The trees in O’Connell Street, Clonmel are due to be removed as part of a town redevelopment plan
There appears to be quite a bit of opposition to the removal of the trees in Clonmel town centre.
The ‘Save the Trees' campaign has received over 2000 signatures. People like the trees and I include myself in that. I think they are nice and in an ideal world they would continue to form part of the infrastructure of Clonmel town centre. Unfortunately, we don’t live in an ideal world and we need to work within the constraints presented to us and with a certain amount of pragmatism.
With that in mind I believe the reason for removing the trees are well considered and justified.
The trees on several streets in the town including O’Connell Street and Gladstone Street are to be removed as part of Clonmel’s urban redevelopment plan. This is a €9.5 million redevelopment of the town centre which forms part of the series of redevelopment projects planned for the town.
It is a development that most people would agree is badly needed in our town. Tipperary County Council employed expert consultants to carry out a scheme design including the necessary ancillary studies.
This then went for public consultation in September 2020 and was subsequently accepted by the council. Included in the design proposal was a detailed topographical survey of the entire project area mapping the position of all services, existing street levels and natural features including trees.
A traffic study, archaeological impact assessment and an environmental impact report were carried out.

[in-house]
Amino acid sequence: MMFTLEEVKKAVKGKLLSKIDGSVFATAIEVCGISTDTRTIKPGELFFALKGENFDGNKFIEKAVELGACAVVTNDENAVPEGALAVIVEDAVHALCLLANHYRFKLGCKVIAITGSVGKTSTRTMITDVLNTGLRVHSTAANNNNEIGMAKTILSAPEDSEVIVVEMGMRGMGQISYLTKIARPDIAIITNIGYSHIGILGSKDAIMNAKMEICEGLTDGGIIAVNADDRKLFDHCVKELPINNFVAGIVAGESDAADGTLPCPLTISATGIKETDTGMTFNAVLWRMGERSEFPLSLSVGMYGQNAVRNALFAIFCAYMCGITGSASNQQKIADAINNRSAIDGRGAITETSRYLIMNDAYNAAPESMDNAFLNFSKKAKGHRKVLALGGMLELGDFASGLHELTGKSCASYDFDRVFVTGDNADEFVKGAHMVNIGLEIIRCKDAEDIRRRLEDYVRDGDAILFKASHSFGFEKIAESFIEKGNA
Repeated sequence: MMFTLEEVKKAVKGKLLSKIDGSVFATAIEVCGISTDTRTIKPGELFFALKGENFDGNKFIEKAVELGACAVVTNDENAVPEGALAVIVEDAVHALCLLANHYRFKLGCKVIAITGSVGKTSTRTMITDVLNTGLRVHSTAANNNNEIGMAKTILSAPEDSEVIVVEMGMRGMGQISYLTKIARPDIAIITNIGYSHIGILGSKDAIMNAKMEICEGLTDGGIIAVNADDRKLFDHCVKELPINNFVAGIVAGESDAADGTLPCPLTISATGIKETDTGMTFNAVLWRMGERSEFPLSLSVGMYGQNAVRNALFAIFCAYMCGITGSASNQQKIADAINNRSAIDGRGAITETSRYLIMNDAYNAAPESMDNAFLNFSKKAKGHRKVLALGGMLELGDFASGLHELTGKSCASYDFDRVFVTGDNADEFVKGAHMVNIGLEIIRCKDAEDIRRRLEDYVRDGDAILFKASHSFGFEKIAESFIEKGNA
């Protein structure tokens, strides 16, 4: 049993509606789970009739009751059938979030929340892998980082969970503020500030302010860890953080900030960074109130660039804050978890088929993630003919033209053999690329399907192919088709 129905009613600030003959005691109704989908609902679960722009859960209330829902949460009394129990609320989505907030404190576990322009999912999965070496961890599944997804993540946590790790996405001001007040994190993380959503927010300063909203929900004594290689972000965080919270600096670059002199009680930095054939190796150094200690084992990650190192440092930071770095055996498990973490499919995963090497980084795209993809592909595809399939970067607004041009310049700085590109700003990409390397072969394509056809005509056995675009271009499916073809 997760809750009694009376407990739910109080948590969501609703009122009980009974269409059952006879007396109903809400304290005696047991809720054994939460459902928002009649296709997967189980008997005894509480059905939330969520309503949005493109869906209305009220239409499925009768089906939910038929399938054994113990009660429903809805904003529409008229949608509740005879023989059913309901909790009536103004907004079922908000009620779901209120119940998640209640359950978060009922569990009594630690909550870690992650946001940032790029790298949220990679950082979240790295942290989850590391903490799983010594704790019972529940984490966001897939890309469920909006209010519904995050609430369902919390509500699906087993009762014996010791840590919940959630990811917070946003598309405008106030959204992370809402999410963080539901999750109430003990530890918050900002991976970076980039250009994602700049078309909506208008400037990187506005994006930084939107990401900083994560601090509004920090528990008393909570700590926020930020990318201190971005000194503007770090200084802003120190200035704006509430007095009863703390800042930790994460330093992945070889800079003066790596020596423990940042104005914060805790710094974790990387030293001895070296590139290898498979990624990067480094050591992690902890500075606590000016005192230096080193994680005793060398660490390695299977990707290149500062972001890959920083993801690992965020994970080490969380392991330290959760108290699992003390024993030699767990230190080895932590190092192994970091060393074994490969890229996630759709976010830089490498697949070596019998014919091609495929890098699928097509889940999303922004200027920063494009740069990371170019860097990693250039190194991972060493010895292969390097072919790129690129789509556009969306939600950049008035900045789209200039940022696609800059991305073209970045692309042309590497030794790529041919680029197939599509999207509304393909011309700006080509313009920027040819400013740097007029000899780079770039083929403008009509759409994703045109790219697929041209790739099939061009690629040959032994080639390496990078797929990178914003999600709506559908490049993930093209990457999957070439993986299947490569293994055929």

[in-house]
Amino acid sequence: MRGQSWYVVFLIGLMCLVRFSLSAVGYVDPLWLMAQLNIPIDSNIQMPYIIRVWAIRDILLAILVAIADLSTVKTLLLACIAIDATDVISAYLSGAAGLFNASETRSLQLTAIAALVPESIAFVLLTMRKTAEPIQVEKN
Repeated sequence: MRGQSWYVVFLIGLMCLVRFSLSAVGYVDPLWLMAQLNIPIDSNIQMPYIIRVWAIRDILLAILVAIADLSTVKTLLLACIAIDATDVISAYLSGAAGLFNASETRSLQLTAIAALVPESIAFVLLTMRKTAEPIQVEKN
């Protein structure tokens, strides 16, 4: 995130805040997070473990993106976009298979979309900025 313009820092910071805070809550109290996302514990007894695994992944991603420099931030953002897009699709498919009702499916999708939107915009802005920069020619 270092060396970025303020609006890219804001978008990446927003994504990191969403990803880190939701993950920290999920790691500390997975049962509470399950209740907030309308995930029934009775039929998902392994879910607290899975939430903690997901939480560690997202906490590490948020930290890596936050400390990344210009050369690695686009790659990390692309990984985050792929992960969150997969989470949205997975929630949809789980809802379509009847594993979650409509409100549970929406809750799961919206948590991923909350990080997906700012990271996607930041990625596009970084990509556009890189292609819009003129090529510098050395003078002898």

A ground penetrating radar survey was carried out in 2019 and showed a high presence of existing electrical, communication and fibre optic cabling at shallow depth.
With the input of various expert consultants and having taken on board public feedback through the public consultation process the council did not include retaining the current trees as a condition when it published the Chief Executives report.
I accept this decision. I believe the council followed the necessary process and had all the necessary information at hand to make an informed decision on the fate of these trees.
In the design report the reasons given for removing the trees is as follows: “As kerb lines will be redefined to allow for greater footpath space, the existing trees and planting throughout the town will become obstructive to the clear throughway of footpaths which will require the existing trees to be removed.”
The redesign of the town centre complies with design standards such as the Design Manual for Urban Roads and Streets commonly referred to as DMURS.
This document is published by an multidisciplinary expert group for the Department of Transport, Tourism and Sport and the Department of Housing, Planning and Local Government and provides guidance on all aspects of a urban streets design including tree planting, traffic management, footpath design, urban drainage etc.. “It presents a series of principles, approaches and standards that are necessary to achieve balanced, best practice design outcomes with regard to street networks and individual streets.”
The trees in Clonmel are sporadically positioned such that integrating them into any kind of a coherent plan and complying with necessary design standards would be unachievable.